Homily for the 25th Sunday of Ordinary Time, Year B

Working For Peace And Harmony

Readings: 1st: Wis 2: 12.17-20; Ps 53; 2nd: Jam 3: 16-4, 3; Gos: Mk 9: 30-37

This brief reflection was written by Fr. Njoku Canice Chukwuemeka, C.S.Sp. He is a Catholic Priest and a member of the Congregation of the Holy Spirit (Spiritans). He is a missionary in Puerto Rico. He is the Parish Priest of Parroquia la Resurrección del Senor, Canóvanas, and the Major Superior of the Congregation of the Holy Spirit (Spiritans), Circumscription of Puerto Rico and the Dominican Republic. He was the chancellor of the Diocese of Fajardo Humacao, Puerto Rico. Fr. Canice is a member of the Academy of Homiletics. For more details and comments contact him at canice_c_njoku@yahoo.com, canicechukwuemeka@gmail.com.


On this twenty-fifth Sunday of ordinary time, we exalt Jesus Christ, the son of God. He is the wisdom that came down from heaven to serve humanity. The church invites us to listen to him and follow his example by living an orderly and peaceful life.

Today’s first reading is fulfilled in the life of Christ. First, it points to Christ, the Son of God, who was put to death by jealous and wicked people. As a righteous man, Jesus reprimanded and condemned the ambitious Pharisees and scribes of his time. So, they took offense and persecuted and crucified Christ.

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This reading is also fulfilled in the life of all who suffer unjust persecutions today for being right and just. Like Christ, sometimes, we are persecuted by our enemies and even by our friends for being just. However, we must remain steadfast because God will surely vindicate us as he vindicated Christ.

Our second reading reminds us of the importance of focusing sincerely on the things that unite us rather than on the ones that divide us. We all desire a harmonious life, yet many Christian communities, families, and homes live in frequent conflicts and disorder.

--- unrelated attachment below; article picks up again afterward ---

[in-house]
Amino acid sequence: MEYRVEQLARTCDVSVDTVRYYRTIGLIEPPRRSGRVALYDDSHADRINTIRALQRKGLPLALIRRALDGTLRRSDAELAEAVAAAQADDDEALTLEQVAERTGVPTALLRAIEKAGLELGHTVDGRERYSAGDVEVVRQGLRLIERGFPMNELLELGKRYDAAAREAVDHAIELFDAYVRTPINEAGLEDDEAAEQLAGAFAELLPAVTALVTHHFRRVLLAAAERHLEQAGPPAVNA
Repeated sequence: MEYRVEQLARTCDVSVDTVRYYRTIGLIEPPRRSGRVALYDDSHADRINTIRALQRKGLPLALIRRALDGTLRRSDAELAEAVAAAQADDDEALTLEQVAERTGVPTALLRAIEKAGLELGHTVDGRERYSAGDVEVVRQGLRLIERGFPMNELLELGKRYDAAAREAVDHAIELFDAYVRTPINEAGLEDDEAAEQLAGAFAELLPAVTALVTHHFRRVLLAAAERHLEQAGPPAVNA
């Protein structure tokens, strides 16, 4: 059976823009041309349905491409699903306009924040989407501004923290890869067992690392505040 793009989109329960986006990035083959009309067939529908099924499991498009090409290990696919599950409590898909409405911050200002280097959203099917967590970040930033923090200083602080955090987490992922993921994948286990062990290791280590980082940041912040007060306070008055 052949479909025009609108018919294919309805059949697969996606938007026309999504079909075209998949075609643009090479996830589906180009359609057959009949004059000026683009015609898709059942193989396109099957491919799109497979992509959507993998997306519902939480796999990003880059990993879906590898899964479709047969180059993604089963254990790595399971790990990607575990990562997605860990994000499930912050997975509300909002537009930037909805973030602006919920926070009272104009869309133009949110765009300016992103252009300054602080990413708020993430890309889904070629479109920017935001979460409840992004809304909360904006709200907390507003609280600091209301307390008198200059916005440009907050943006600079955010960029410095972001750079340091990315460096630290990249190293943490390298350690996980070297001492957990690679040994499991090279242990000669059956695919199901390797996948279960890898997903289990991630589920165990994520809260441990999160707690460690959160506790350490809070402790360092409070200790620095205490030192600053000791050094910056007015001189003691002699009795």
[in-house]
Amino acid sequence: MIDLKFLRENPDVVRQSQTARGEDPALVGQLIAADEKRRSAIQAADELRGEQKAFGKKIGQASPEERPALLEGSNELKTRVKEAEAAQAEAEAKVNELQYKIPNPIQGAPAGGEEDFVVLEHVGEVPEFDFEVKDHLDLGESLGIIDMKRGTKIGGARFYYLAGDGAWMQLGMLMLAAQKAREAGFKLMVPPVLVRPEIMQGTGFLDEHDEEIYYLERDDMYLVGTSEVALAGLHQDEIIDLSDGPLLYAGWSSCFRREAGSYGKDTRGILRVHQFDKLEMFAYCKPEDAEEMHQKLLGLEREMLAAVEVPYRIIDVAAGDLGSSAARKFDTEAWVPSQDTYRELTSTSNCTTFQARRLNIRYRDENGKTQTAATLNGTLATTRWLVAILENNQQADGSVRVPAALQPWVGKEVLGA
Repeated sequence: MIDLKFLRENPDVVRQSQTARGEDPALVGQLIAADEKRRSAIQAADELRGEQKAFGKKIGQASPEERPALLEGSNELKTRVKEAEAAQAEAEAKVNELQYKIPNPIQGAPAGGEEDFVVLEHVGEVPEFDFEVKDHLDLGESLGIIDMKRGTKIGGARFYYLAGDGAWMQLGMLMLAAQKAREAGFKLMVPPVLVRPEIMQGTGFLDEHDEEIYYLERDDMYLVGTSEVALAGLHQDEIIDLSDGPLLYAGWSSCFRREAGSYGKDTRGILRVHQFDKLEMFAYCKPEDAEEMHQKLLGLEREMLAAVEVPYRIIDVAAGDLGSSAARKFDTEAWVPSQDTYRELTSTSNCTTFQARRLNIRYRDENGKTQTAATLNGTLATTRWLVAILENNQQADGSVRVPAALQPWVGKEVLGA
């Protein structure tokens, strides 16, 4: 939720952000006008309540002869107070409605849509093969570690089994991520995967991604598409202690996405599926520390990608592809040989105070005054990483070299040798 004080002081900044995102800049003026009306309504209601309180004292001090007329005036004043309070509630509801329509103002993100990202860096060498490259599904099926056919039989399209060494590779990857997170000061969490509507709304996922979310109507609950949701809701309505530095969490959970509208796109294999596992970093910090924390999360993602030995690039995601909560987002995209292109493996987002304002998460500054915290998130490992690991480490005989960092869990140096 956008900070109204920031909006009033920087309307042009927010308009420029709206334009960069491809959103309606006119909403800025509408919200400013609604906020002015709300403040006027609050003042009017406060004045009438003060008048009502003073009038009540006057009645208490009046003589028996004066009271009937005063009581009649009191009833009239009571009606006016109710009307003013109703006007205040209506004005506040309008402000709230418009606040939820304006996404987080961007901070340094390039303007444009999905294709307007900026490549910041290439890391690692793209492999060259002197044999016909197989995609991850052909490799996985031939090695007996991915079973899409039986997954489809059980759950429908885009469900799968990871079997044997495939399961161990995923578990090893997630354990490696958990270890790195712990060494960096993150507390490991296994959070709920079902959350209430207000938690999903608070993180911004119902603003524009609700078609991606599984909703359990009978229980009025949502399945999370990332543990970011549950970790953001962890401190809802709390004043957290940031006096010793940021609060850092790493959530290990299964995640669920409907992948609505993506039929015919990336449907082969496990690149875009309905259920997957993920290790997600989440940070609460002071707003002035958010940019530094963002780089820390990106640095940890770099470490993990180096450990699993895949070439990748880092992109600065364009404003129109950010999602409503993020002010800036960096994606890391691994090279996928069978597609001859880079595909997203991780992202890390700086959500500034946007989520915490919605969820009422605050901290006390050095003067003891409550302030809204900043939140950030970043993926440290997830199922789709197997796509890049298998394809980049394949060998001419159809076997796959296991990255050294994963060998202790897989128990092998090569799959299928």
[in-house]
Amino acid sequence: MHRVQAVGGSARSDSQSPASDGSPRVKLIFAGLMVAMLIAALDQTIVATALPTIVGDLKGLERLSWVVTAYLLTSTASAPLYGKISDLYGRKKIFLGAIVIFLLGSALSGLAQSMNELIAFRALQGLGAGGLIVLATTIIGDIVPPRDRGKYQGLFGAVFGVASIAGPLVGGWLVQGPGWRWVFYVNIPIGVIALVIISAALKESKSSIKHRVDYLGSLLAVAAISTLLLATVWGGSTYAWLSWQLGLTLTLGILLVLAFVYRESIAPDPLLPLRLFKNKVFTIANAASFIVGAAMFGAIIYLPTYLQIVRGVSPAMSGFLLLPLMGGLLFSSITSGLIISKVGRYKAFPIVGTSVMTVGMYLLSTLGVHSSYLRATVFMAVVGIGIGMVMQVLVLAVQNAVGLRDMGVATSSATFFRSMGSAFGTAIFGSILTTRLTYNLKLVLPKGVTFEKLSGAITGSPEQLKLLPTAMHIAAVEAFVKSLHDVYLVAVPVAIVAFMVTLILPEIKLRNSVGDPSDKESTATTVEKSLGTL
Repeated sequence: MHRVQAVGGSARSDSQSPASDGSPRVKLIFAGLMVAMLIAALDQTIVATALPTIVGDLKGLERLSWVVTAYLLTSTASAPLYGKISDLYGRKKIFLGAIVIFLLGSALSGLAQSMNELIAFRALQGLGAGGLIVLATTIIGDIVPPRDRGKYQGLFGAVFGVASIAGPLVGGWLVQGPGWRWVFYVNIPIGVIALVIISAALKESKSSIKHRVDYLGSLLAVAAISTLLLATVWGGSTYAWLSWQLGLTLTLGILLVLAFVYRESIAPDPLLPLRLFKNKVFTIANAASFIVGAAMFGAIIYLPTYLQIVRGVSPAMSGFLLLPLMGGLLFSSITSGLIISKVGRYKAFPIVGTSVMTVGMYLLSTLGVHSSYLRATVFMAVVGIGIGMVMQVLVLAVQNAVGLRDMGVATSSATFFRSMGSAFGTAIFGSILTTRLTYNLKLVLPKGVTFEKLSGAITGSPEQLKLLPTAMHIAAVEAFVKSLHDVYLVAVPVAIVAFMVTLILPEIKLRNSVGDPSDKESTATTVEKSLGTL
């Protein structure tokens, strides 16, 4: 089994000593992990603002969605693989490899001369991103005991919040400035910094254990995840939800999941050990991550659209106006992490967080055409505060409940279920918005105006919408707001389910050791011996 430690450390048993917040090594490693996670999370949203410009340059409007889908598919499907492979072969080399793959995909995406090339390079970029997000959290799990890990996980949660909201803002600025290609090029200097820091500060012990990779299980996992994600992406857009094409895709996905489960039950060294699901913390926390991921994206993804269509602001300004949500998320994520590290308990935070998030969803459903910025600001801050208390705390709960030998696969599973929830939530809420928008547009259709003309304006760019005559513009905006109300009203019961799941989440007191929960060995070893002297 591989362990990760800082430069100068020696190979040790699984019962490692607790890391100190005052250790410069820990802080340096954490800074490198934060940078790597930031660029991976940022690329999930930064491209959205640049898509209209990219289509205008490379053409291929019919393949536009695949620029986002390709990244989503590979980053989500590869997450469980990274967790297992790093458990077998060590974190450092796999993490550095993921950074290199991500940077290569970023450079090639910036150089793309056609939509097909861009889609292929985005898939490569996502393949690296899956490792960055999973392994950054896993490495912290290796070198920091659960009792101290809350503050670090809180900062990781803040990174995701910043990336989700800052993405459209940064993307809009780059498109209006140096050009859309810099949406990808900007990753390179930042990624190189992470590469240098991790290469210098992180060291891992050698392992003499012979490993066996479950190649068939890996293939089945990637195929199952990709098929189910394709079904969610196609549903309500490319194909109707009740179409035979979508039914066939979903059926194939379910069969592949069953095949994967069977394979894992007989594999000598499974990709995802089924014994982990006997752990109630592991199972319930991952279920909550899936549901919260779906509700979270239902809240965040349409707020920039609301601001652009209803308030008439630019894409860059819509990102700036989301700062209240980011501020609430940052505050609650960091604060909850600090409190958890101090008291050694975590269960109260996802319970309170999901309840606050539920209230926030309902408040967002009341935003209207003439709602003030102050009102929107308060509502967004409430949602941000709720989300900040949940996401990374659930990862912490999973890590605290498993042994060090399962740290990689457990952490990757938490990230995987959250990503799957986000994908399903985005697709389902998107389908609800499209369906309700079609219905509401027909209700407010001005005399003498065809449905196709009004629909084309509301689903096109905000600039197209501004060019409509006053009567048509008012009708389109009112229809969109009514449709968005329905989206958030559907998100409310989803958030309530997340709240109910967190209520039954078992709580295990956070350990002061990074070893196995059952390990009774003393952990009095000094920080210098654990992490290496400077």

As much as conflicts are inevitable in life, we must not allow them to tear us apart. Sadly, the root of most of such disputes is selfish ambitions. So, James admonishes us not to let selfish ambitions destroy our relationships, families, and communities.

James asks us: “Where do all these battles between you first start. Is it not precisely in the desires fighting inside yourselves? You have an ambition that you cannot satisfy; so, you fight to get your way by force” Of course, many families, marriages, communities, and nations have already been destroyed because of selfish ambitions or desires.

In today’s gospel, Jesus foretells his imminent suffering, death, and resurrection. Unfortunately, instead of reflecting on what Christ was saying, his disciples were busy quarreling secretly over who was the greatest. Of course, their argument was aimed at the earthly government they imagined that Christ had come to establish. Like the community that James wrote to, Jesus’ disciples were experiencing a conflict of interest.

We often see this in any society, church, family, and anywhere that personal ambition is considered more important than anything else. There, we see in-fighting, gossips, indifference, aggression, threats to lives and properties, hatred, and all sorts of vices. All these come at the expense of the common good and peaceful coexistence. Wherever these exist, there can be no progress, prosperity, and peace. 


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Therefore, by using a child as an example for us today, Jesus is only teaching us that we have to become like children to be great. Of course, this does not mean being childish. Instead, it means being child-like. It means that we have to live our lives in humble service to God and one another.

Finally, to be great is to be focused on something other than oneself. It means our ability to accommodate, welcome, and work in harmony with others, just as children always do. It also means the readiness to accept the truth and to reflect positively on it.

Peace be with you!



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